Meghan Cooper ’13 was featured in the Portland Press Herald. Cooper is the 100th Island Institute Island Fellow, contributing to population and sustainability efforts on Maine’s small islands, including Isle au Haut, where she is living for one year.

Madeline Cohen ’92 was quoted in a Common Dreams story on the Oklahoma execution of convicted rapist and killer Charles Warner. Cohen is a federal public defender for the districts of Colorado and Wyoming and represents death row defendants.

Playbill noted the final negotiations in place for a one-woman show featuring Anne Hathaway ’04. The Academy Award-winning actress is expected to perform George Brant’s monologue Grounded. Hathaway also discussed her new film, Song One, on The Daily Show with Jon Stewart.

Max Kutner ’11 authored a Newsweek article about “jump-outs,” a new version of “stop-and-frisk” allegedly being used by members of the Metropolitan Police Department in Washington, D.C.

Faculty Accolades

Paul Kane, professor of English, has been commissioned by the Pew Center for Arts and Heritage to write a libretto for a new work by composer Lewis Spratlan, a response to Buxtehude’s cantata Membra Jesu Nostri. The piece will be premiered by Philadelphia’s The Crossing chamber choir and New York’s International Contemporary Ensemble, under the direction of Donald Nally, in Philadelphia and New York in June 2016. Kane has also recently published a book of translations of ghazals by the Persian poet Hafiz, with illustrations by Tina Kane, and has work appearing in both The Turnrow Anthology of Contemporary Australian Poetry and The Best Australian Poems 2014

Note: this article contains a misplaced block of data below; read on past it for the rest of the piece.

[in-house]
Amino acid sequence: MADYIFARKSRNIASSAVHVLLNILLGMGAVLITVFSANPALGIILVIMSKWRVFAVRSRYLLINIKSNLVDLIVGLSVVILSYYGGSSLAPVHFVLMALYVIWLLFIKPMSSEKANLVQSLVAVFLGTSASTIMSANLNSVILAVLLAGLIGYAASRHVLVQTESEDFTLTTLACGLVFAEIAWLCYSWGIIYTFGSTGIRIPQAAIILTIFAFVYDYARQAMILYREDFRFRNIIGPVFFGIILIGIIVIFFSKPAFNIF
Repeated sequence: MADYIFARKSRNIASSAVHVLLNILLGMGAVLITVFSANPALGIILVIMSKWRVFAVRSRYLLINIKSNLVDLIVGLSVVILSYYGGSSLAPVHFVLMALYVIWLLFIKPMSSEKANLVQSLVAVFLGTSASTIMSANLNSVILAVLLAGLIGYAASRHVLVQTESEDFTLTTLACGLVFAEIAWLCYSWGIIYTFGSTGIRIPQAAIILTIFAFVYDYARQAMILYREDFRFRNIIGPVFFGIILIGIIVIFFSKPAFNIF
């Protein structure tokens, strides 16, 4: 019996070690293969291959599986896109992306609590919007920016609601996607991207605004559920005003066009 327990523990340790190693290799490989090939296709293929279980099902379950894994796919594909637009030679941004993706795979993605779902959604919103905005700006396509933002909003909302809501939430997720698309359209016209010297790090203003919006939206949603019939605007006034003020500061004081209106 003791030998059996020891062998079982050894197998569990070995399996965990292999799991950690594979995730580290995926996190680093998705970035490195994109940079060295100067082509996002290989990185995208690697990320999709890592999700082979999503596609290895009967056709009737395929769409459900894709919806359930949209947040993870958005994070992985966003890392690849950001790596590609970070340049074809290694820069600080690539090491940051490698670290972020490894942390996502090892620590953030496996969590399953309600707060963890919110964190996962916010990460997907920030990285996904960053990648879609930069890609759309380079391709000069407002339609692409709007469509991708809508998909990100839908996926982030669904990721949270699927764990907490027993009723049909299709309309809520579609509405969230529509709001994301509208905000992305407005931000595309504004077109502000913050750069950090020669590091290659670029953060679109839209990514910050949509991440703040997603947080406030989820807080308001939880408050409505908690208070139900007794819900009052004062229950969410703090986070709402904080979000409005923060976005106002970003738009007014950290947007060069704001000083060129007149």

Mia Mask, associate professor of film, is co-editor of Poitier Revisited: Reconsidering a Black Icon in the Obama Age, newly published by Bloomsbury Academic. Poitier Revisited offers a fresh interrogation of the social, cultural, and political significance of filmmaker, actor, and director Sidney Poitier—whose career spanned 60 years—and argues for his continued relevance into the 21st century. 

--Photo of Eduardo de la Torre ’17 by ©Vassar College-Samuel Stuart; Meryl Streep ’71 and Christianna Wood ‘81 ©Vassar College; Meghan Daum ’92 ©Alexandra Dean Grossi; Frederick “Freddy” Deknatel ’08, Vijay Das ’06, Alison Hyde ’59, Hua Hsu, and Matthew Moshen ‘92 courtesy of subjects; Emad Shahin ©Ahmad El-Nemr; Darnell Moore ©Erik Carter.

*Link not available

Posted by Office of Communications Monday, December 1, 2014